REvil is a ransomware-as-a-service (RaaS) operation that has extorted large amounts of money from organizations worldwide over the past year. Its name stands for Ransomware Evil and was inspired by the Resident Evil movie series. According to recent reports from security firms, it is the most widespread ransomware threat and the group behind it doubles down on its extortion efforts by also stealing business data and threatening to release it.

REvil, also known as Sodinokibi, first appeared in April 2019 and rose to prominence after another RaaS gang called GandCrab shut down its service. In the early days of REvil, researchers and security firms identified it as a strain of GandCrab, or at least established multiple links between the two. An alleged member of the group, using the handle Unknown, confirmed in a recent interview that the ransomware was not a new creation and that it was built on top of an older codebase that the group acquired.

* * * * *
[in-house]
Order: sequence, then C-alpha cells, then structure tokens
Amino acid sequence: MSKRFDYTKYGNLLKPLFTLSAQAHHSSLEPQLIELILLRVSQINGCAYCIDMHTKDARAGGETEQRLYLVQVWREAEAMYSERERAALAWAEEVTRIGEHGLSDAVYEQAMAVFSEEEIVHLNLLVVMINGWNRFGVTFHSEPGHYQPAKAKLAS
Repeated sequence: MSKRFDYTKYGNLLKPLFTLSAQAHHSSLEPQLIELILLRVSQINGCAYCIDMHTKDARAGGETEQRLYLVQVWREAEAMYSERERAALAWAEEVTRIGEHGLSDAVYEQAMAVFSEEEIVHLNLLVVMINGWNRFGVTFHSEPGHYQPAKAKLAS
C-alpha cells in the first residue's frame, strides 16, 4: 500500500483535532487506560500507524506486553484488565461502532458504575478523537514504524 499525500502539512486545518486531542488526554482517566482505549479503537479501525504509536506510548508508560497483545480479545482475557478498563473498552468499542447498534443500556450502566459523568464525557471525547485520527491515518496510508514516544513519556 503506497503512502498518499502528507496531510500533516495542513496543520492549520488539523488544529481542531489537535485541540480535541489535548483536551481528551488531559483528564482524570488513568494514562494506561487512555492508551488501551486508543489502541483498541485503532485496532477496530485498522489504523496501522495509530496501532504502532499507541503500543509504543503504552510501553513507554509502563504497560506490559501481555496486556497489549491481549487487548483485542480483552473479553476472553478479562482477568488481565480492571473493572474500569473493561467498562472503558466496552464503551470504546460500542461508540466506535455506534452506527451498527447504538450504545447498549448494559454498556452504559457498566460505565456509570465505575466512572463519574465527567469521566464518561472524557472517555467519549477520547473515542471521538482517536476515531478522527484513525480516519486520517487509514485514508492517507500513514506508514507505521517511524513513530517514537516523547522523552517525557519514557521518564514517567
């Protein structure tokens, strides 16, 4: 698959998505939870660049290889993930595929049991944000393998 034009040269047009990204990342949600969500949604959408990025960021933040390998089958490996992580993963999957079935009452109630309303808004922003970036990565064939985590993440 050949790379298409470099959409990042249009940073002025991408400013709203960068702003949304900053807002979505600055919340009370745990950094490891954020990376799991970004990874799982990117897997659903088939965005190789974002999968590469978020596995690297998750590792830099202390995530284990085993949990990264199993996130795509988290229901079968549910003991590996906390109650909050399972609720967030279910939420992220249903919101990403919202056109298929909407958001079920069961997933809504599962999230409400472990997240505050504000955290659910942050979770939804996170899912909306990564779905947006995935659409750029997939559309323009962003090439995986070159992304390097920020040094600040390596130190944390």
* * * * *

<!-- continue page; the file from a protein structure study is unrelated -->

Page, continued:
Developers behind RaaS operations rely on other cybercriminals known as affiliates to distribute the ransomware for them. In fact, ransomware developers earn between 20% to 30% of the illegal proceeds with the rest going to the affiliates who do the legwork of gaining access to corporate networks and deploying the malware.

The more successful a RaaS operation is, the more likely it is to attract skilled affiliates and if one operation closes, affiliates quickly shift to a different one. This happened with GandCrab in the past and more recently with the Maze group, whose members announced their retirement earlier this month and whose affiliates promptly moved to a new ransomware family called Egregor, also known as Sekhmet.

How successful is REvil?

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